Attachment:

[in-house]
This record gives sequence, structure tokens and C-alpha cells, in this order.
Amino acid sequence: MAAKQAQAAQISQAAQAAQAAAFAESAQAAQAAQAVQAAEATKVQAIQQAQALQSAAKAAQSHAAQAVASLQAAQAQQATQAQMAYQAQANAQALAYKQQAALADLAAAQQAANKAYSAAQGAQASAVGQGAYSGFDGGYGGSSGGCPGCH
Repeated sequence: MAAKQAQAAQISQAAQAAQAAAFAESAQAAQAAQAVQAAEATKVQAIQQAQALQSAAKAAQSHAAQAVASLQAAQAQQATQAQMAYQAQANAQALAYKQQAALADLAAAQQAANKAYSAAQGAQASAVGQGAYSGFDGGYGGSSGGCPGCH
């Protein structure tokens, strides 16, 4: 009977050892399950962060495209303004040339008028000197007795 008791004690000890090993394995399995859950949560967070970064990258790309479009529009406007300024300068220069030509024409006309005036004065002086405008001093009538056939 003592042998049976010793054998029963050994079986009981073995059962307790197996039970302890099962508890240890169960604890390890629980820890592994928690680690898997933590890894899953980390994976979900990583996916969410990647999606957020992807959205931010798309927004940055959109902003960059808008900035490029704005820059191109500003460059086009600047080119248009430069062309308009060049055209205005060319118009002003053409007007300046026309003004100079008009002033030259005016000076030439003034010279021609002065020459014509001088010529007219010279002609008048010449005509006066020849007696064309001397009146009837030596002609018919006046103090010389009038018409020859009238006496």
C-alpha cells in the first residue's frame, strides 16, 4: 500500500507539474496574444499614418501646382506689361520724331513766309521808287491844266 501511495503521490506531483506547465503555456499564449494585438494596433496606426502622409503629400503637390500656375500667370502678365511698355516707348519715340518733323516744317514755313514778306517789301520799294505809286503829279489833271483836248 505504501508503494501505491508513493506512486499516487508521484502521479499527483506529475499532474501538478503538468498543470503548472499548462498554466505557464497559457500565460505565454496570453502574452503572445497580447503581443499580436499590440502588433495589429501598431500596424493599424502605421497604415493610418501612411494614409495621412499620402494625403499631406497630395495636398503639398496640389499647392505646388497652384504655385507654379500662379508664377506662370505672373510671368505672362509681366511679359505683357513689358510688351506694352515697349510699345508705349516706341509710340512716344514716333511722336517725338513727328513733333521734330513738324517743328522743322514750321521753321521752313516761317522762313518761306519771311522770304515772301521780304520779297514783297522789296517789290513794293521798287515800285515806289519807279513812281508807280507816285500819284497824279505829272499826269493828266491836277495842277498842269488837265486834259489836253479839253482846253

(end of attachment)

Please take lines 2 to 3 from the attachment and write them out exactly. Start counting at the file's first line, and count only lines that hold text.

This record gives sequence, structure tokens and C-alpha cells, in this order.
Amino acid sequence: MAAKQAQAAQISQAAQAAQAAAFAESAQAAQAAQAVQAAEATKVQAIQQAQALQSAAKAAQSHAAQAVASLQAAQAQQATQAQMAYQAQANAQALAYKQQAALADLAAAQQAANKAYSAAQGAQASAVGQGAYSGFDGGYGGSSGGCPGCH